Max Brooks is a busy man. Not only is he penning Avatar Press‘ Extinction Parade and its next volume Extinction Parade: War, but it was announced that the comic series has been optioned by Legendary Television and Digital. On top of his comic book duties, the writer has his recently released graphic novel Harlem Hellfighters making its way through the movie process.
We got a chance to chat with Brooks about Extinction Parade, Harlem Hellfighters, and a certain zombie film based off a best selling book of his.
Graphic Policy: First, congrats on the deal with Legendary. But before we get to that, for those that don’t know, what is Extinction Parade?
Max Brooks: I’ve written a lot about zombie survival, about what individuals and nations would need to endure. This is also a zombie survival story, but a story about the necessary psychological, mental, and emotional tools. The series is anchored to the philosophy that if a species is fixed at the top of the food chain, its soft, easy existence will rob it of any survival skills. That species is vampires. They are supposed super beings, they have all these amazing physical gifts. But those gifts are actually curses because it has not prepared them to be problem solvers (unlike the ‘weaker’ humans). So when the zombies rise and start eating the vampire’s one food source, they find themselves completely unprepared for a crisis that could wipe them out.
MB: I’d already written a short story version and William Christensen of Avatar Press offered me the chance to adapt it. I’d never done a sequential comic series before (G.I. Joe was more a character study), so I looked forward to the challenge.
GP: When did you first get the idea you wanted to turn this into a television series and what was your interest in doing so?
MB: I was about a third of the way into the comic series when I realized that each issue would make a great television show. Everything else I’d seen with vampires never dealt with the notion of privilege (or rather the pitfalls of privilege). I thought, in the right hands, this could be a meaningful message.
GP: You have had a novel get turned into a movie, a graphic novel turning into a movie, and now this as a television series. How has your involvement been different with each?
MB: I literally had nothing to do with the World War Z movie whereas this process begins with me. We’re still in the earliest phases so I’m not sure how involved I’ll get to be with Extinction Parade. We’ll just have to wait and see how it shakes down.
MB: I’m always learning. I hope I never stop. There’s nothing healthier than feeling like the dumbest guy in the room. It keeps me sharp and alert and humble. Specifically transitioning from prose to comics has taught me how much effort goes into describing the work and how much research is needed to make a visual work accurate. There’s a lot of extra homework that goes into making a comic book, and, in a way, it makes me grateful for all the extra hours a dyslexic kid like me had to spend trying to get through school.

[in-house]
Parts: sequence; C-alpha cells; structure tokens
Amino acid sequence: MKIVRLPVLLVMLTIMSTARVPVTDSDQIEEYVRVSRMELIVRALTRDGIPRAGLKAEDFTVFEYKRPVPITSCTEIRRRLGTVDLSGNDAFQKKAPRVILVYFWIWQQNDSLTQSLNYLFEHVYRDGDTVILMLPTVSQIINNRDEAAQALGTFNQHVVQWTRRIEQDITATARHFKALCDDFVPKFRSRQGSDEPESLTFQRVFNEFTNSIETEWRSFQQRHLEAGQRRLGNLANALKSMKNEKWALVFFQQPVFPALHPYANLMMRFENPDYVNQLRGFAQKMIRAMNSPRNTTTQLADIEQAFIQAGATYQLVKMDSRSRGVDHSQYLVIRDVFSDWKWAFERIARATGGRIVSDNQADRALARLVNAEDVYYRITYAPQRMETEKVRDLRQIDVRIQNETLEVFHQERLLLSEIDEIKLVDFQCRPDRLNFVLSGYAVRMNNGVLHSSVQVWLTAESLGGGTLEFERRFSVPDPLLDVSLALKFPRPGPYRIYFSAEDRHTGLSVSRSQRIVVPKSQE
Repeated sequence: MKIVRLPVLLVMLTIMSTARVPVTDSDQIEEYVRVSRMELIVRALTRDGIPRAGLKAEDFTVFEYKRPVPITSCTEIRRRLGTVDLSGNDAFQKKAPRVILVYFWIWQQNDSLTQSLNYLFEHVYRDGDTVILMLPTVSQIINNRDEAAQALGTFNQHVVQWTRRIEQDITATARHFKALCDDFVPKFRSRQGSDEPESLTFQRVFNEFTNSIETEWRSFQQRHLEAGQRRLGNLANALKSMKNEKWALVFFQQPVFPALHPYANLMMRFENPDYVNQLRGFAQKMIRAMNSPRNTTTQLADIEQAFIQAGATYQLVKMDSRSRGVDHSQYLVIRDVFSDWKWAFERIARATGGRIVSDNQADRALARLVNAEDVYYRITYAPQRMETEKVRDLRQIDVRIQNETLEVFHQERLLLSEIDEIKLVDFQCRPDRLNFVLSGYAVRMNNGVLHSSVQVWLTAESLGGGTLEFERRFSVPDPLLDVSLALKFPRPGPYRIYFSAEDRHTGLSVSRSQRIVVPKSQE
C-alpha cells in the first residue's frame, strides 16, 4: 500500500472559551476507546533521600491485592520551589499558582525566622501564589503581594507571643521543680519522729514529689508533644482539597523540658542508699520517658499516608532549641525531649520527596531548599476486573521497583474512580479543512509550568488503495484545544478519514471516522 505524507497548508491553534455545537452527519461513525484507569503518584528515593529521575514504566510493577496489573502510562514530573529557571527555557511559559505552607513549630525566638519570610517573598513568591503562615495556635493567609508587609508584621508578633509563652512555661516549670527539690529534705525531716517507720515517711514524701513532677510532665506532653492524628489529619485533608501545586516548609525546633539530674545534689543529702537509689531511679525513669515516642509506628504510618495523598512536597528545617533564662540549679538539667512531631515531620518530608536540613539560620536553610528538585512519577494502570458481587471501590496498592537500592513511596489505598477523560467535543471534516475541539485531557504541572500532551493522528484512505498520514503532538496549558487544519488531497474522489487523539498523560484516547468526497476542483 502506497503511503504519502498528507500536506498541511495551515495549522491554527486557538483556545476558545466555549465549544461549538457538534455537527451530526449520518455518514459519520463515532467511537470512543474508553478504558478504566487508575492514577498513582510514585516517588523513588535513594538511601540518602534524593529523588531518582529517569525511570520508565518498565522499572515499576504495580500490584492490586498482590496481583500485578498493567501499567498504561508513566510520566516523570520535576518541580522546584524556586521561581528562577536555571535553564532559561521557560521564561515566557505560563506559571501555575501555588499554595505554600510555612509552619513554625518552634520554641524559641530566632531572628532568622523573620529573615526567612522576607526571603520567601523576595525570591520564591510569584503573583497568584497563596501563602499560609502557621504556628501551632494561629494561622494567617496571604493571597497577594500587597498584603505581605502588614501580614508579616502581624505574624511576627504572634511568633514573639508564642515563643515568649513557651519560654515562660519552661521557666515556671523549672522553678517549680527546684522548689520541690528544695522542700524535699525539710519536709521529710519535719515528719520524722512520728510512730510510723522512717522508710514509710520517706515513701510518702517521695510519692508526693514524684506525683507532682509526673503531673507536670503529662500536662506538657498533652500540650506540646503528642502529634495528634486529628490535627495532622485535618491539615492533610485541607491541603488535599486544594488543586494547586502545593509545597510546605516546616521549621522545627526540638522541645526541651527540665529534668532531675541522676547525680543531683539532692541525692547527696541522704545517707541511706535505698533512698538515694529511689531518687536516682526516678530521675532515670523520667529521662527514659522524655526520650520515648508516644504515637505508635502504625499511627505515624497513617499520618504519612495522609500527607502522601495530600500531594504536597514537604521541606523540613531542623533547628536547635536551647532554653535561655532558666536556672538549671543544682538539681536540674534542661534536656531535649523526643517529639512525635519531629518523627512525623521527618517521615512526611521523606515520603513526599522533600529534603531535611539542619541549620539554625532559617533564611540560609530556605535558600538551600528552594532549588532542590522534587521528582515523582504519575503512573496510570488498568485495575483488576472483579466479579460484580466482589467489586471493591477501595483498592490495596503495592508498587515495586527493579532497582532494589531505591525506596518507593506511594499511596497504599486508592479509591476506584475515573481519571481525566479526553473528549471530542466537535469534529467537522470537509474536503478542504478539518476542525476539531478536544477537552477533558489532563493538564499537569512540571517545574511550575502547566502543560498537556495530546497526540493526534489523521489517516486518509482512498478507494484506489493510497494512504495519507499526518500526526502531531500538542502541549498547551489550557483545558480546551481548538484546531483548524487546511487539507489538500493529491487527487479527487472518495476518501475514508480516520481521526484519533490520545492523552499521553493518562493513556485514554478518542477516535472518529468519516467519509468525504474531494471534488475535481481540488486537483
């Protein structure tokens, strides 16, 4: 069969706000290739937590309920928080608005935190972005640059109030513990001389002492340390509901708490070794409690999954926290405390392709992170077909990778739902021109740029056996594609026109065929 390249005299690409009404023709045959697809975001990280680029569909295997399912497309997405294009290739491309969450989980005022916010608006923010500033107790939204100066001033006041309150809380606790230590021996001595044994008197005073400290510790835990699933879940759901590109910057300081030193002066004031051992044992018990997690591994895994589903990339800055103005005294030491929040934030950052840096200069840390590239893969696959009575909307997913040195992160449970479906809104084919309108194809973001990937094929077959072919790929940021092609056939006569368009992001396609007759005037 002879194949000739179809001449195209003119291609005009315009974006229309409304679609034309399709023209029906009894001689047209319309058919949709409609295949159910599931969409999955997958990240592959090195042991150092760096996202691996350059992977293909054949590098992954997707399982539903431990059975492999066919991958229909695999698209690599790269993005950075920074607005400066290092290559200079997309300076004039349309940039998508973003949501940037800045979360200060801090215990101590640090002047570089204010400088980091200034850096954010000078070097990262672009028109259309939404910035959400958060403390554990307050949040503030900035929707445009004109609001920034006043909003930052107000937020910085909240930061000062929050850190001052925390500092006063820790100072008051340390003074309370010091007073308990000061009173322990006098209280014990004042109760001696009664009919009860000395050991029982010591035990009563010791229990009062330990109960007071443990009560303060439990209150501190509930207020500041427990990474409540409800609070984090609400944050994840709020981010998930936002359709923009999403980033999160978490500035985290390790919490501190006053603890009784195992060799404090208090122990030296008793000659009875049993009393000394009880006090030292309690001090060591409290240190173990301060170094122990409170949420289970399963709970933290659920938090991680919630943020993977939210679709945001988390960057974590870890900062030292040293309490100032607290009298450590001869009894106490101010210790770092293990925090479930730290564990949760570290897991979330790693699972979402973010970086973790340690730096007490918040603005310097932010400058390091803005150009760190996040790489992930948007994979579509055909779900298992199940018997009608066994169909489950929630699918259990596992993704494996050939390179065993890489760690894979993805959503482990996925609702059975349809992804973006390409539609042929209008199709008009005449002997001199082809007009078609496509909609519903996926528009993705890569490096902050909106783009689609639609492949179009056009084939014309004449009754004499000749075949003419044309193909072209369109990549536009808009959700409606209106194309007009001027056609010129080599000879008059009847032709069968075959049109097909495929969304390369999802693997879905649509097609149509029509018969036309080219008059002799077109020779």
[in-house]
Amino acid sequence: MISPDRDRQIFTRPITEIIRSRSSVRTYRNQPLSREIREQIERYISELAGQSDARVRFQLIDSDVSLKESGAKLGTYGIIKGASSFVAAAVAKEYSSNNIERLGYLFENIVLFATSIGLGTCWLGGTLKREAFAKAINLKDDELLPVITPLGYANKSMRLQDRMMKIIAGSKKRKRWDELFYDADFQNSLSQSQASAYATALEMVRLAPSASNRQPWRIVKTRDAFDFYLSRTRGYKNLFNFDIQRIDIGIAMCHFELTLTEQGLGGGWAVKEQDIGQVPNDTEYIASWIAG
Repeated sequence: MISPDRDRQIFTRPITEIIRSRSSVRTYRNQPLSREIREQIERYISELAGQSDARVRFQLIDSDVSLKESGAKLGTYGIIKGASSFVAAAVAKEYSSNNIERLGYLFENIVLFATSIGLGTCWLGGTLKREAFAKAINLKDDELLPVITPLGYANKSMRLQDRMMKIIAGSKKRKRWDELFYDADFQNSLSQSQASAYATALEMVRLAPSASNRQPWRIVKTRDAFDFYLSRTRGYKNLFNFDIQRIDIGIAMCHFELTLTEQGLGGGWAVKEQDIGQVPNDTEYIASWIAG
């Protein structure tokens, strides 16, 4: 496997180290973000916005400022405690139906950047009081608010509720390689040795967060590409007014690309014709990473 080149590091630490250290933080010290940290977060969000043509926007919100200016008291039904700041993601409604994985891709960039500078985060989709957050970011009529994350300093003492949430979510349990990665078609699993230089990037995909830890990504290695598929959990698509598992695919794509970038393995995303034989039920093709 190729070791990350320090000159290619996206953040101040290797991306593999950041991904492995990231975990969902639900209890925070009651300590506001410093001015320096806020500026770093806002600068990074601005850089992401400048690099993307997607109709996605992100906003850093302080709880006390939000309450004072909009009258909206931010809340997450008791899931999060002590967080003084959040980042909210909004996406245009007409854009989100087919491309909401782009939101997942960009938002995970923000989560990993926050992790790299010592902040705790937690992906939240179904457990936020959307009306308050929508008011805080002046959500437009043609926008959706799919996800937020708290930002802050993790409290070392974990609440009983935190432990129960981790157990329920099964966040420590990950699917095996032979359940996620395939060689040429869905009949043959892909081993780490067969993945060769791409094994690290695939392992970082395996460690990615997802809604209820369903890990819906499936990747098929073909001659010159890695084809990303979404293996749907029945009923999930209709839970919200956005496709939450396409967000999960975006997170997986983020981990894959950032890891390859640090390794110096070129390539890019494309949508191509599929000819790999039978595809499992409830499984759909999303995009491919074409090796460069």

GP: You’re writing the first episode of the television series, what will your role be after that? The release said you’d be “closely tied” to the development.
MB: At this point, I am contractually obligated to write the pilot (if we ever get to that phase). Who knows what will happen after that. We’re talking about Television so I try to manage my expectations.
GP: What did Legendary bring to the table that had you set on working with them?
MB: There’s nobody else I’d rather work with than Legendary. They are smart, brave, and successful. I love their work. I love that their products have to makes sense as well as be fun to watch. I like that there is a level of depth rarely found in their competition. I’d match their Dark Knight series up against any and all other super hero movies. I’m also in awe of 42. Who doesn’t want to work with the folks that gave us 42?
GP: Extinction Parade in its simplest form is zombies vs vampires, how have you worked to make sure the series has stood out with something new and exciting?
MB: I don’t know if it’s new and exciting. I’ll let the readers make that judgment. For me, the whole point of this series is to expose the weakness of given strengths. So far, I haven’t seen a vampire or zombie story that focus specifically on that philosophy. As a parent, trying to teach my son to survive out in the world, the notion of paying your dues drives so much of what I do. Hopefully that will come across in the series.
GP: The series does focus on cultures in decline and the perils of privilege, is that a commentary on today’s society? A bit of a warning in the form of an allegory?
MB: Definitely a warning! Growing up, I saw kids who had to struggle and kids who had everything handed to them (which included physical gifts like strength and beauty). The kids had to struggle are now successful, resilient, and infinitely better off than the kids who never had to overcome great challenges. What scares me now is that emotional coddling has become our national culture. We’re living in a country where both little league teams get trophies, where college students get their parents to call their professors about grade and where 20 something’s are actually going to job interviews with their parents! I keep hearing this term “epic fail” and I can’t understand why that’s a bad thing. Without epic fails you’ll never have epic lessons or learn epic survival skills! In a country where the Kardashians are the gold standard for young people, is it so hard to make the jump to vampires?
GP: What else can expect from you over the year?
MB: I’ve still got to wrap up the Extinction Parade comic series and write the screenplay of Harlem Hellfighters. When EP goes forward as a TV show, it’ll be a very busy year.